that however enables you to stack more of these things together nicely, like:
Point centre(bounds.x + bounds.width / 2, bounds.y + bounds.height / 2);
i wouldn’t ever write this into 1 single line the way it works right now, but like this it’s just beautiful and reasonable.
so recap: my 2 arguments are readability and time it takes to write. i’m not suggesting something like bounds.w, even though i’d personally make it like that if it was my personal framework, but bounds.width is a good trade-off between making it as short as possible and still conveying the full information about what it is
It was not a joke. Just a vague idea that, with a properly done template class + a bit of structured binding + a bit of implicit conversion, you cloud make something neat for your use. Doesn’t matter.
thanks for clarifying. i hate when some forum posts get to a point where i can’t be sure anymore if people try to mess with me or still argue about the actual topic! i aknowledge that it would make some things slightly shorter, even if i wouldn’t find it optimal
IMHO, make the juce::Rectangle class usable with structured binding could be something good for everybody (encapsulation and typing).
TBH I’m stick for now with C++14 thus i didn’t think a lot about how to.
feel free to expand your concept in this post. i think we have talked about my ideas a lot already and are repeating ourselves a lot
Just throwing in a third alternative, that I feel is the best of both the public member and getter methods… Use a free function,
width() that takes a rectangle and returns its width…
const auto w = width (bounds);
const auto h = height (bounds);
Which reads as “width of bounds”. Better, IMO, than “bounds’s width” or “bounds, get width”.
This has the added bonus of being overloadable, so you could also use it for other objects like components, or paths:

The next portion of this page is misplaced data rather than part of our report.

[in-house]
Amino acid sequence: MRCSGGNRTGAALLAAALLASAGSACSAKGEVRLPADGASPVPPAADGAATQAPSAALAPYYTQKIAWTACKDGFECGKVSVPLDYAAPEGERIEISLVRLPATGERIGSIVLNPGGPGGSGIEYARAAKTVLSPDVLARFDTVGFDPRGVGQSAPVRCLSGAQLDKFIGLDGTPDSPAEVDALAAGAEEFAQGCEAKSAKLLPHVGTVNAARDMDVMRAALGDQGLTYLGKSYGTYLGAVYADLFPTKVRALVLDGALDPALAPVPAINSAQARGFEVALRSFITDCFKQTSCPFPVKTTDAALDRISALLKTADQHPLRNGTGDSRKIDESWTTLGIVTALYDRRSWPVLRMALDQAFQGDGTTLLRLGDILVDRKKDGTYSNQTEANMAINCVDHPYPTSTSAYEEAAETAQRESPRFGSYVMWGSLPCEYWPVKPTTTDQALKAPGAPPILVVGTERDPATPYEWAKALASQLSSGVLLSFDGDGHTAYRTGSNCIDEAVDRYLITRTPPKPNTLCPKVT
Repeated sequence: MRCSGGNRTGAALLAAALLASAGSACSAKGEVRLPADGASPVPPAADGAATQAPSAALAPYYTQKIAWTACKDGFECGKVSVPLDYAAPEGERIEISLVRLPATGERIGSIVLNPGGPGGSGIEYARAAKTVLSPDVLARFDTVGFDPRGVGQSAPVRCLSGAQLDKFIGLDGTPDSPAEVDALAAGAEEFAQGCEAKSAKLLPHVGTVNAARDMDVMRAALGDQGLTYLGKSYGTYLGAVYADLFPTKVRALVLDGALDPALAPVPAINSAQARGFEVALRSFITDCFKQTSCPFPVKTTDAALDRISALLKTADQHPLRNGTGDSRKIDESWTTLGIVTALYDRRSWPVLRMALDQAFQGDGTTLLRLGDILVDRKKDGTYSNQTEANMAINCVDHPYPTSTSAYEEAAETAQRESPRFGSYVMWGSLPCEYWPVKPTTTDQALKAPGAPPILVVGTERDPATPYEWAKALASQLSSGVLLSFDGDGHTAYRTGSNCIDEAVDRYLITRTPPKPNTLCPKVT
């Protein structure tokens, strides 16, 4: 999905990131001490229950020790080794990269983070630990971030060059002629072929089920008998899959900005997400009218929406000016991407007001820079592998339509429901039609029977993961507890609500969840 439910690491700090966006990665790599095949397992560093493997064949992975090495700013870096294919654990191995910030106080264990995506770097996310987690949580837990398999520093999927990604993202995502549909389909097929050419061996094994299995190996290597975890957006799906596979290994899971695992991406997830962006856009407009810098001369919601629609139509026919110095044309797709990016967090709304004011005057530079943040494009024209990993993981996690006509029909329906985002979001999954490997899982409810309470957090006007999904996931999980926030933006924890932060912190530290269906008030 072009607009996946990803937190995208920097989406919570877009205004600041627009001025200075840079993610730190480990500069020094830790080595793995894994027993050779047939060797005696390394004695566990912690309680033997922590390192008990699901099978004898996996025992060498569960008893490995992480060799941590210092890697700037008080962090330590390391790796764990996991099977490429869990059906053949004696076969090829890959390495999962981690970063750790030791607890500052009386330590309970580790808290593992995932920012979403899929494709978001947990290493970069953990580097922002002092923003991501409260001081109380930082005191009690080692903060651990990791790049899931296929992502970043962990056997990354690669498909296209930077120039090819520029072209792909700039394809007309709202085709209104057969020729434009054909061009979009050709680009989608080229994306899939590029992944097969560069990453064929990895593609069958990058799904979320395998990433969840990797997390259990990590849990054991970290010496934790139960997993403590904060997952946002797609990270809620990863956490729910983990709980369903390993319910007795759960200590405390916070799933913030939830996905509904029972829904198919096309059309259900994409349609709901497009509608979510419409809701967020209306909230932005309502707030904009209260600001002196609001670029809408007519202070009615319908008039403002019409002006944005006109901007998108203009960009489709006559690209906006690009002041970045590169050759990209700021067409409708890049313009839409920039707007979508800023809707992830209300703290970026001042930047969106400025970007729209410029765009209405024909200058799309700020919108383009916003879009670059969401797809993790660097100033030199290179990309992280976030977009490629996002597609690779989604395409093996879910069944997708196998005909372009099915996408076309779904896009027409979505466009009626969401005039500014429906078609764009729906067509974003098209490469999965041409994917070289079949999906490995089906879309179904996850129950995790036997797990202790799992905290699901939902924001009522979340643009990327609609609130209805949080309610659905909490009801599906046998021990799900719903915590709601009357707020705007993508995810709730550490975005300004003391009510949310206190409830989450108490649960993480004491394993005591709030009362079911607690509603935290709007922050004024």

And another added bonus that you can then control the return type, meaning you can be consistent with using
floats for your geometry. In the last example there, the path’s width would be a float, while the other two are ints. Using the
width() function you can make them all consistent.
This approach means you can also ‘add’ functionality to objects that don’t have it built in. For example, I often want to find the centre of a component, but it has no
getCentre() method, so I’m forced to write
Whereas I could simply write
ok i like this a lot! only problem is your class can’t have a member called “height” anymore the moment a free func like that starts to exist. idk if that would mess with existing functionality of components.
right! i’d call it widthF then or something. that’s cool!
another concern i have about this new idea: say i input bounds into it only to get the width out… would the compiler be smart enough to realize it doesn’t need to copy x, y, and height for that function call? because i definitely don’t want it to lose performance just for readability and code length